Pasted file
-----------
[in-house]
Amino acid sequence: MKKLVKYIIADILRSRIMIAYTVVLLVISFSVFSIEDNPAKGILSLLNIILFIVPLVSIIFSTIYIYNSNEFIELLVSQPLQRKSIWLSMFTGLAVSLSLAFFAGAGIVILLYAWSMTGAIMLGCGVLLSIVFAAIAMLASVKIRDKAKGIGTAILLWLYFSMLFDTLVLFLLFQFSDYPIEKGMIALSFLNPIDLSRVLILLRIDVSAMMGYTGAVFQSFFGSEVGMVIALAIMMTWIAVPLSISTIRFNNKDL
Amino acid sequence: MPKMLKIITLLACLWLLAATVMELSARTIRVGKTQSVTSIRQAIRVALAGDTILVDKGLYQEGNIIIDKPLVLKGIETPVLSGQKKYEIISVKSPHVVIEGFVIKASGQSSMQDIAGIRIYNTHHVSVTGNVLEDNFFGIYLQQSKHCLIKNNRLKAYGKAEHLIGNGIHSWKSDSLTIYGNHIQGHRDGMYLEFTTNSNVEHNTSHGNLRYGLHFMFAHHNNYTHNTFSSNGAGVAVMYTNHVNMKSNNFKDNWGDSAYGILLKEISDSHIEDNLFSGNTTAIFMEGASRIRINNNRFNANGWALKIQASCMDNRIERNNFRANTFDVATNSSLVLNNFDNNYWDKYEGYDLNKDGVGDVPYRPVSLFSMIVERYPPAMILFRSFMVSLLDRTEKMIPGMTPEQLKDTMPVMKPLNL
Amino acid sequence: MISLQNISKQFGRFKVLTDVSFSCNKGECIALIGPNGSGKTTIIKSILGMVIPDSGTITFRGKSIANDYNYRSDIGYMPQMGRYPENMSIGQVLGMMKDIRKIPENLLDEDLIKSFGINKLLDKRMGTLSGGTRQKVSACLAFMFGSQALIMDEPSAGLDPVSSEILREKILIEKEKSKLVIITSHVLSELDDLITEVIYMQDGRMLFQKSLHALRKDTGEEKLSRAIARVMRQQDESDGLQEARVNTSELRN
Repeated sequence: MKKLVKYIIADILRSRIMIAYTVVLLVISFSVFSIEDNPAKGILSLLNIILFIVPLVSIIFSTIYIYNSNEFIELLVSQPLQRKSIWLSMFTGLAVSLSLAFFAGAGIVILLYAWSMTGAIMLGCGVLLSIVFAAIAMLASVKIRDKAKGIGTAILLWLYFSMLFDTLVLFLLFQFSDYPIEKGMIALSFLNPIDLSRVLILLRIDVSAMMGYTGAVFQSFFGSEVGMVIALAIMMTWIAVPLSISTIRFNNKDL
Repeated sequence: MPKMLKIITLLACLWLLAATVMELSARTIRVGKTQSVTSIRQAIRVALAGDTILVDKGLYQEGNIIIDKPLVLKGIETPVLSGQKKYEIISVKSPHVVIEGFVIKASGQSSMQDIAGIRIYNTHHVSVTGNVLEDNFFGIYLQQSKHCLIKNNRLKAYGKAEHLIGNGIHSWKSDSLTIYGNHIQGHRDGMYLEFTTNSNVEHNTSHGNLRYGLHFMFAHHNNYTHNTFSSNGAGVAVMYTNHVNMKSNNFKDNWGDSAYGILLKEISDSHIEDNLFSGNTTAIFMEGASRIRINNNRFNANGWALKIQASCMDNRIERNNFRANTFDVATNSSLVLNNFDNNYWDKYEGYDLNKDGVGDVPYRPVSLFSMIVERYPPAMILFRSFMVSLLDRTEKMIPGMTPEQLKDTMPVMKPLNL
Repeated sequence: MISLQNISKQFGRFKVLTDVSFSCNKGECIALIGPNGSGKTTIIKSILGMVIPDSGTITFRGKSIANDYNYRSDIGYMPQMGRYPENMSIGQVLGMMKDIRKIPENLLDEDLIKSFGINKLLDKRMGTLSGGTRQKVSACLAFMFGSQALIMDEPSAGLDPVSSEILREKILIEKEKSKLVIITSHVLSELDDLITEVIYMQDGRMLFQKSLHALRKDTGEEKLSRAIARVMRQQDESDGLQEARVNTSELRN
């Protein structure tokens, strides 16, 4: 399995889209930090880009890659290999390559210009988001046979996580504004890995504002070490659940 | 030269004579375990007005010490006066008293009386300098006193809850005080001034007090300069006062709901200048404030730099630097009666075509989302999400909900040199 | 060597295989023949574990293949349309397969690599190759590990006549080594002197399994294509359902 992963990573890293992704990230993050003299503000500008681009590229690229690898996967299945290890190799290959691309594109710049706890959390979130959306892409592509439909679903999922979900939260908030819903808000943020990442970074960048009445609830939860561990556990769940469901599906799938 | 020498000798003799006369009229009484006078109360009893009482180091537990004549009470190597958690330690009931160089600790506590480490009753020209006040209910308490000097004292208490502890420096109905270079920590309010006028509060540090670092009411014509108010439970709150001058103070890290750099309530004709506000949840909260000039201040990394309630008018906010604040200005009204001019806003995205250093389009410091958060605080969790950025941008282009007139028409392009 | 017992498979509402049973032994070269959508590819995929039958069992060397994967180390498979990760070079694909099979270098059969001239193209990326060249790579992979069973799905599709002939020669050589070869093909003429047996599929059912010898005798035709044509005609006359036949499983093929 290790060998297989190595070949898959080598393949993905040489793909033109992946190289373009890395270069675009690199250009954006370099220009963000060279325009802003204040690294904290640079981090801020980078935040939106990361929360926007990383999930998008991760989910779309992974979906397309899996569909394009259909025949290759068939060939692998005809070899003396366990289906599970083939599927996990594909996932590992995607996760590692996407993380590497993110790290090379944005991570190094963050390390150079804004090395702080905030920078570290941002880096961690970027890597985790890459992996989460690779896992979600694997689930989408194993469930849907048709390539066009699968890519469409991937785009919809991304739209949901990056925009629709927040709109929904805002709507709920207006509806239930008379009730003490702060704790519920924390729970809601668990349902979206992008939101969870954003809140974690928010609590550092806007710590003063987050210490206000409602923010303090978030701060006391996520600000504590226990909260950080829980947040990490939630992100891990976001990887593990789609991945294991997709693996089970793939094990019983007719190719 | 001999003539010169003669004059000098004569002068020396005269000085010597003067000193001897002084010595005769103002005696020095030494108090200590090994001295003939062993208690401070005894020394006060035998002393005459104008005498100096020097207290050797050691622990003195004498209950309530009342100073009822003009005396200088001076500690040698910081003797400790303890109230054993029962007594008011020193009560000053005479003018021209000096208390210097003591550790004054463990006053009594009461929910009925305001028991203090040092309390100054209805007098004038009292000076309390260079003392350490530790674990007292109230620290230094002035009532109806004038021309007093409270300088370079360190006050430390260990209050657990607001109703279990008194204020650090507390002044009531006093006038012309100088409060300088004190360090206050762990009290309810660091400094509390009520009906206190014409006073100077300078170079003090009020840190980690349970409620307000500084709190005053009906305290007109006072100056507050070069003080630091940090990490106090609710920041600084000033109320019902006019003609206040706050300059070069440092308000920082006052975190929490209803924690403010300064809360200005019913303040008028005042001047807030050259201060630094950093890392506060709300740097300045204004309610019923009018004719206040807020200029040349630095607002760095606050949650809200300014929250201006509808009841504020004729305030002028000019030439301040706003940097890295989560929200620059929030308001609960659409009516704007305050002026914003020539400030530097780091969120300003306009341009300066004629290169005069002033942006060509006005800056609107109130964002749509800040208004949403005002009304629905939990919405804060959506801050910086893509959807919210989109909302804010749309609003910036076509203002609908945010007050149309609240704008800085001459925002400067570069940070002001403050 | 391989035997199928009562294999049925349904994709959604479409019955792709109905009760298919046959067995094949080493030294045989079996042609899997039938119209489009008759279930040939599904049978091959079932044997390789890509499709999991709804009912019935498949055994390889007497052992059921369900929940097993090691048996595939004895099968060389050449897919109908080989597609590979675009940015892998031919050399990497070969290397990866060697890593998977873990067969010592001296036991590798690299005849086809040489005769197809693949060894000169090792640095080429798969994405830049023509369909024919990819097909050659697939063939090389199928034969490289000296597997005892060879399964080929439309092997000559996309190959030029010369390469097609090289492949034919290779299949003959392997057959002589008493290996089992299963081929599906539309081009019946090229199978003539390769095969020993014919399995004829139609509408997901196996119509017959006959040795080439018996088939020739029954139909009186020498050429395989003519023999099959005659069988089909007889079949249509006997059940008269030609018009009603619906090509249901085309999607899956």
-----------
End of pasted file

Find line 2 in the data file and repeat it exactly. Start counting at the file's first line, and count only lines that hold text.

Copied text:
Amino acid sequence: MKKLVKYIIADILRSRIMIAYTVVLLVISFSVFSIEDNPAKGILSLLNIILFIVPLVSIIFSTIYIYNSNEFIELLVSQPLQRKSIWLSMFTGLAVSLSLAFFAGAGIVILLYAWSMTGAIMLGCGVLLSIVFAAIAMLASVKIRDKAKGIGTAILLWLYFSMLFDTLVLFLLFQFSDYPIEKGMIALSFLNPIDLSRVLILLRIDVSAMMGYTGAVFQSFFGSEVGMVIALAIMMTWIAVPLSISTIRFNNKDL